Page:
A popular dish throughout Israel, chicken schnitzel is a simple, budget-friendly dish to prepare. It is often served with French fries, but I prefer to serve it with a fresh salad to cut down on calories. This easy recipe is sure to become a mainstay in your kitchen; I make it once or twice a month because it’s so simple and tasty. Try breading it with panko for a lighter, flakier, Japanese-style coating.
History of Chicken Schnitzel
Chicken schnitzel is a popular and tasty treat served throughout Israel. Schnitzel is Austrian in origin; veal (known as Wiener Schnitzel) or pork were the traditional meats of choice. Fried schnitzel later found its way to Israel with European Jews. Like many other foods, Jews adapted this regional dish to suit their unique dietary kosher laws. Pork (which is treif) and veal (which was expensive and difficult to obtain) was replaced by chicken and turkey. Fast forward to today, and most restaurants in Israel have some version of poultry schnitzel on their menu.
Schnitzel is traditionally served with fresh lemon juice. Funny enough, the origin of this culinary tradition is less than appetizing. Before refrigeration was invented, lemon juice helped mask the flavor of meat gone bad. The squeeze of lemon juice stuck, and we still serve schnitzel with lemon slices to this day.
While I do love my schnitzel with lemon, I also like to get creative with mine and dip it in spicy mustard or Louisiana hot sauce. You can’t go wrong either way!
We enjoy schnitzel year-round in our home. Here are a couple of other ways to prepare it.
What to Serve with Chicken Schnitzel
Here are some of my favorite side dishes that pair well with chicken schnitzel.
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- 1 lb boneless skinless chicken breasts (2 large breasts)
- 1/2 cup flour
- 2 large eggs
- 1 cup breadcrumbs, matzo meal, or panko
- 1 tbsp paprika
- 1 tbsp sesame seeds (optional)
- 1/4 tsp salt, or more to taste
- Oil for frying, avocado oil or grapeseed oil both work well
- Fresh lemon wedges for garnish
For each breast, check to see if there is a tenderloin (an extra flap of meat that sort of hangs off).
If there is a tenderloin, slice it off of the breast. Trim any visible tendons or extra bits of fat from the breast and the tenderloin. Set tenderloin aside.
Lay the breast on cutting board with smooth side facing upward. Identify the thickest round edge of the breast. Place your hand flat on the top of the breast. Slice carefully horizontally into the thickest round edge, slicing about three quarters of the way into the breast (divinding top half of breast from bottom). Do not slice all the way through.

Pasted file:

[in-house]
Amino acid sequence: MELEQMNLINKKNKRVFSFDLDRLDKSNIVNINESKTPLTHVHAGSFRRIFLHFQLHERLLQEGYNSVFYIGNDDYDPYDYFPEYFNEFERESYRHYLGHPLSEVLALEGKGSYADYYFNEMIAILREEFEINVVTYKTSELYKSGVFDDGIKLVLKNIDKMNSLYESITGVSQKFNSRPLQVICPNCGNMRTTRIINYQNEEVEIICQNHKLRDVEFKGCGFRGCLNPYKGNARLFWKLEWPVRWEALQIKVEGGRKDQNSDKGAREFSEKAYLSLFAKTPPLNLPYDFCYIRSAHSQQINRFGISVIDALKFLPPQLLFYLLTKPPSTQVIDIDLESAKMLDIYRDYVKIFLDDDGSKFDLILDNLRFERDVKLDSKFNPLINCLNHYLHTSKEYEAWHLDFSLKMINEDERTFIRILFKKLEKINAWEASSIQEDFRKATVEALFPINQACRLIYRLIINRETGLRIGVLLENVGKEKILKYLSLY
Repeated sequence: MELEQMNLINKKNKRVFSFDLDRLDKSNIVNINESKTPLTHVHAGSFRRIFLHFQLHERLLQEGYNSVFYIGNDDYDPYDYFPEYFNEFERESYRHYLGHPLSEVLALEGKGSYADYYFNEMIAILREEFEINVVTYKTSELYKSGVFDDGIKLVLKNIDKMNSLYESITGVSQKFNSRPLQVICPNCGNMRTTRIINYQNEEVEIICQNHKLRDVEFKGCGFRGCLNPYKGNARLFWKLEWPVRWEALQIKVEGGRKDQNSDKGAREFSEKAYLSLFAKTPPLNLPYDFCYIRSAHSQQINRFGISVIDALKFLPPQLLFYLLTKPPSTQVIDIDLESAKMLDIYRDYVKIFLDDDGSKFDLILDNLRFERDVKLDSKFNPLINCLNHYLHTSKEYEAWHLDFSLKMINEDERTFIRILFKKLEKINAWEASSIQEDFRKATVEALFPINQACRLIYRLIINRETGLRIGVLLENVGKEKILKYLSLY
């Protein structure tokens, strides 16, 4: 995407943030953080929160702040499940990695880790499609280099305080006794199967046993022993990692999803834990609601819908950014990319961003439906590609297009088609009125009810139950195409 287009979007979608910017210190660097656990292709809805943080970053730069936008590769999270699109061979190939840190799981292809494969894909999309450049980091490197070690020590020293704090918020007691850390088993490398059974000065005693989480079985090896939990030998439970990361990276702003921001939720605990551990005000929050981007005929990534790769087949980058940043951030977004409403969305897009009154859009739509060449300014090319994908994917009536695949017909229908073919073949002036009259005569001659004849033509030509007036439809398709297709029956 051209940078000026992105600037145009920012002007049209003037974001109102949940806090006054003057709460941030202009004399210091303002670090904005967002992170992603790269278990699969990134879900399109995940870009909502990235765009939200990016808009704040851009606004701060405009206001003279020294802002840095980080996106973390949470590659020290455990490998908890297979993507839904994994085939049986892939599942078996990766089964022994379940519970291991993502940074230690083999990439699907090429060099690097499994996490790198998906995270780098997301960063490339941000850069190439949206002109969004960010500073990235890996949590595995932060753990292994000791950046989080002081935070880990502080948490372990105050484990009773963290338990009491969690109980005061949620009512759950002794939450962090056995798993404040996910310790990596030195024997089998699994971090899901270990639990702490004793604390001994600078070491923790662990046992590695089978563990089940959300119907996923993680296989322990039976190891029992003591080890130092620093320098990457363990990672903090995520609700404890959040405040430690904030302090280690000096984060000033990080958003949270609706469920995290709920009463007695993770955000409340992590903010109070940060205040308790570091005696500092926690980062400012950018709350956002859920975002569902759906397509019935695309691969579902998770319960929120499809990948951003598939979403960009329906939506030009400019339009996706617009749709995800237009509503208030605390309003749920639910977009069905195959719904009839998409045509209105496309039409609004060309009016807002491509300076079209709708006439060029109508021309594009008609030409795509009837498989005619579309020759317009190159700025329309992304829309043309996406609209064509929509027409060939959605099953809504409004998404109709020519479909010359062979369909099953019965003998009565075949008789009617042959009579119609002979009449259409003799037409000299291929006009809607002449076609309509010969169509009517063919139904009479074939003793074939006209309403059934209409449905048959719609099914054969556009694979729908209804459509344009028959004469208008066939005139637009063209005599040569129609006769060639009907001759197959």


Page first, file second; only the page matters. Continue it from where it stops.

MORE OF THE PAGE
Unfold the breast to reveal two symmetrical halves (this is a "butterfly" of the breast). Slice down the middle to divide the breast into two equal pieces. When finished with the pound of chicken, you should have 4 breasts of relatively equal size, and perhaps a couple of tenderloins as well.
Lay down a 2- to 3-foot long strip of plastic wrap on your kitchen countertop. Place chicken breasts and tenderloins on the plastic, leaving a 2-inch space between each piece of meat. Cover the breasts with another strip of plastic, so the meat is sandwiched between two layers of plastic.
Use the flat side of a mallet to pound the breasts thin until they are of a uniform thickness, roughly 1/8 inch thin throughout.
Place all the pounded breasts and tenderloins on a plate. Set up three wide, shallow bowls and a large empty plate on your countertop. In your first bowl, put the flour. In your second bowl, beat the eggs together with 2 tsp of water until well mixed. In your third bowl, stir together the breadcrumbs, paprika, 1/4 tsp salt and sesame seeds (optional) until well blended. Place empty plate nearby where you will put your coated schnitzels.
Pour oil into a skillet or sauté pan until it’s deep enough for frying (about ½ inch). Heat the oil slowly over medium. While oil is heating, dip each breast one by one into your breading bowls—first dredge with flour.
Next, dip the floured breast in egg until well coated.
Finally, place the egg-covered breast into the bowl of breadcrumb mixture. Use a dry hand to coat the breast evenly with breadcrumbs. Repeat process for remaining breasts and tenderloins.
You want your frying oil to be around 350 degreees F - hot, but not so hot that the oil smokes or splatters. You can test the oil temperature with a tenderloin first, if you have one. Fry the coated breasts in single-layer batches until they are golden brown on both sides. If your oil is at the right temperature, it should take about 2-3 minutes per side to cook the schnitzels.
Don’t fry more than two breasts at a time in a regular sized skillet, or the oil temperature will drop and the schnitzels will become greasy. When the oil is at the right temperature, the schnitzels will absorb very little oil and cook up light and crisp.
After frying, set the schnitzels on a drying rack (or on a paper towel-lined plate) to drain excess oil.
Sprinkle the schnitzels with additional salt to taste, if desired. Serve hot garnished with lemon wedges or your favorite condiment. Mustard and hot sauce both pair well with schnitzel. If you have any tenderloins, take dibs on who gets to eat them - that meat is especially tender (hence the name "tenderloin"). Enjoy!